Video Marketing: Understanding the Analytics Aftermath
Video marketing is a crucial part of marketing strategy for most organizations. Besides looking at your own viewing habits and discovering you watch a lot of YouTube and Facebook videos every day (you’re not alone), the numbers are convincing that video needs to be part of your marketing efforts.
For starters, your fellow marketers utilize video and your customers prefer video to other content types. The 2015 Social Media Marketing Industry Report found that 57 percent of marketers use video in their marketing strategies and 72 percent plan to increase their current usage of video. When 96 percent of consumers say videos help them with their online purchasing choices and 58 percent of customers say brands that create online videos are more trustworthy, how can you argue with that? You can’t.
But creating and distributing videos is only half of the equation. The other half involves tracking and measuring the right metrics.
Even more important, before you can track your video metrics, you need to set goals for your overall video marketing strategy, and for each individual video you create. Without goals, how do you know when your videos are successful? Setting realistic goals and video marketing objectives leads to more effective video planning, implementation, and results.
Video Marketing Metrics: Going Beyond Views
When it comes to video marketing, views aren’t all that important. In fact, views do nothing for you unless you can tie those views into ROI. It’s OK to be aware of view counts, but the following list provides better, more effective metrics of success.
Rewatches (the number of times consumers rewatched part or all of your video) tell you which parts of your video are the most interesting or relevant to viewers. With this knowledge, marketers can create highly targeted email lists and send those viewers other relatable content to hopefully convert them into customers.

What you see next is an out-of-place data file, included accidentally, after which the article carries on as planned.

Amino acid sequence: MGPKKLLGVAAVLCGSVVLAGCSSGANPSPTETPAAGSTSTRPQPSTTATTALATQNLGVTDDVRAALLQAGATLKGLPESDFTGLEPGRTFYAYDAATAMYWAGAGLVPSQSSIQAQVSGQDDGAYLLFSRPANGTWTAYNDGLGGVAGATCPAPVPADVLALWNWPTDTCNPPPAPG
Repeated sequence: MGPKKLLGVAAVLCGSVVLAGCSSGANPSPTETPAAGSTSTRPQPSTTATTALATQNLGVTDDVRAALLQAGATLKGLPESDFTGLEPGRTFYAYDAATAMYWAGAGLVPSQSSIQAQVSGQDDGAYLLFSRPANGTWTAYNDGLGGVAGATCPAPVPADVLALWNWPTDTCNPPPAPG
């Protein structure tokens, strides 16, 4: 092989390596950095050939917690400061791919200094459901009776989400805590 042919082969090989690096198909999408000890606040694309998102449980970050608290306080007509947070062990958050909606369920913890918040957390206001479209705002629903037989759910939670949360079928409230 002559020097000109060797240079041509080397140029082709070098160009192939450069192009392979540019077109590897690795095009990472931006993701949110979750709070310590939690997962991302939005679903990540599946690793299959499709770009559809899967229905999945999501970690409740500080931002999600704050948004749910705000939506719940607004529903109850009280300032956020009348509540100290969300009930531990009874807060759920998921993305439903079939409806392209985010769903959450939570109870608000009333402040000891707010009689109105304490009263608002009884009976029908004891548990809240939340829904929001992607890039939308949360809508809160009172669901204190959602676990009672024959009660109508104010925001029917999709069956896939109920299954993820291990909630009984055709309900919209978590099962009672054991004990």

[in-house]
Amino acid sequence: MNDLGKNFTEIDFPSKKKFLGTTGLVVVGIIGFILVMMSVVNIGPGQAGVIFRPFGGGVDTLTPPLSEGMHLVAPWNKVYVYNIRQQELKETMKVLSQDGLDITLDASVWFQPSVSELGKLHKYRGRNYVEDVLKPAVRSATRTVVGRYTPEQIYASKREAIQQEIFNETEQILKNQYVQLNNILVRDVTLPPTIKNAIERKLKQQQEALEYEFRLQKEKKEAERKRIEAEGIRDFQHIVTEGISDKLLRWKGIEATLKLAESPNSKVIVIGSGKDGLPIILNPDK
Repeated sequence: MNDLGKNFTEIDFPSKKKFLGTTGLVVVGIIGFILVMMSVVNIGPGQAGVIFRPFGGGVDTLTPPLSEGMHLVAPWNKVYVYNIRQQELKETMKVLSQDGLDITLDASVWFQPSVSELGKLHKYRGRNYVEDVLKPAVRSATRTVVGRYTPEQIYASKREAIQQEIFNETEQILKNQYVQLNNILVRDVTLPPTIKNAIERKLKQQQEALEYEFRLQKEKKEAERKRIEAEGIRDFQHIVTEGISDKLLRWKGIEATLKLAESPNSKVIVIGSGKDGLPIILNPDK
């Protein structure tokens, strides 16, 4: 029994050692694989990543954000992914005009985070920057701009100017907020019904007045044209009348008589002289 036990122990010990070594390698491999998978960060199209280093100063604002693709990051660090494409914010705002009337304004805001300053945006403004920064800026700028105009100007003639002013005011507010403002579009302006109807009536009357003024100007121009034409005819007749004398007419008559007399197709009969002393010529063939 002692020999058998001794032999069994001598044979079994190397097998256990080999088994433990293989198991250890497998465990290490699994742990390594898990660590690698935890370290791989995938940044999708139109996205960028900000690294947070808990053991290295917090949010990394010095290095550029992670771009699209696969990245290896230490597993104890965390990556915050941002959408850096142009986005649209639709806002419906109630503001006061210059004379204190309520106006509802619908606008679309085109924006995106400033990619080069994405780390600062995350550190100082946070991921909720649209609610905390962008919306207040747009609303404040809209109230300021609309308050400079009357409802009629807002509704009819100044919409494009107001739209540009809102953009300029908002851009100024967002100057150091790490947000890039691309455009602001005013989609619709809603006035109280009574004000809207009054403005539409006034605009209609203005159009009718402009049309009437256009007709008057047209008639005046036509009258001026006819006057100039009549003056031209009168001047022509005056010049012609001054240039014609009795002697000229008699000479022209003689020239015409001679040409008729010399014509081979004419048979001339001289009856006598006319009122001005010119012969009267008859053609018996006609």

Pass these analytics onto your salespeople, too, so they can better prepare for the specific topics they’ll have to discuss or pain points they’ll need to provide solutions for as they interact with customers.
Rewatches could also mean a certain part of your video is confusing, so go back and review the most rewatched sections and look for potentially unclear concepts or ideas.
Play rate (the percentage of page visitors who clicked play and began watching your video) shows whether your video was appealing enough to page visitors to entice them to watch.
Your goal should be a play rate of 100 percent. If you aren’t getting that high of percentage, your marketing team has to determine what factors should be altered (video title, description, thumbnail, page location, topic, etc.) to make your video more enticing.
Engagement rate (the length of time spent watching the video divided by the total length of the video) lets you know if you’ve provided content that viewers actually want.
The engagement rate tells you if you made a useful, compelling video or if you need to create a more engaging video that’s going to hold viewers’ attention longer. Someone viewing your video is great, but if they only view it for 10 seconds, that view doesn’t really mean much.
Comments gauge how strongly your video and its message resonated with viewers. Comments are evidence of an engaged brand community, and they can be a great way to get ideas from your audience for your next video topic.
You want viewers to like your video so much they share it with their online friends. Social shares tell you how your target audience has received your video and whether it motivated them to take action. Take into account not only how many social shares your video receives, but also what the people sharing your video are saying about your content and brand.
When your goal is to convert consumers into qualified leads or customers, then conversion rate (the percentage of consumers who take a desired action) is the metric to focus on.
With the right analytics in place, you can track where your viewers go after watching your video, or if they stop watching your video halfway through to move forward with a purchase. Evaluating your conversion rate shows how effective your marketing strategy ties everything together.
Measuring the right metrics is a must for your marketing efforts, and that comes as no surprise to most marketers — but it’s a futile effort unless you use that data to better your video marketing efforts and overall digital strategy. Put these metrics in place to start making measurable improvements to the ROI of your video marketing today.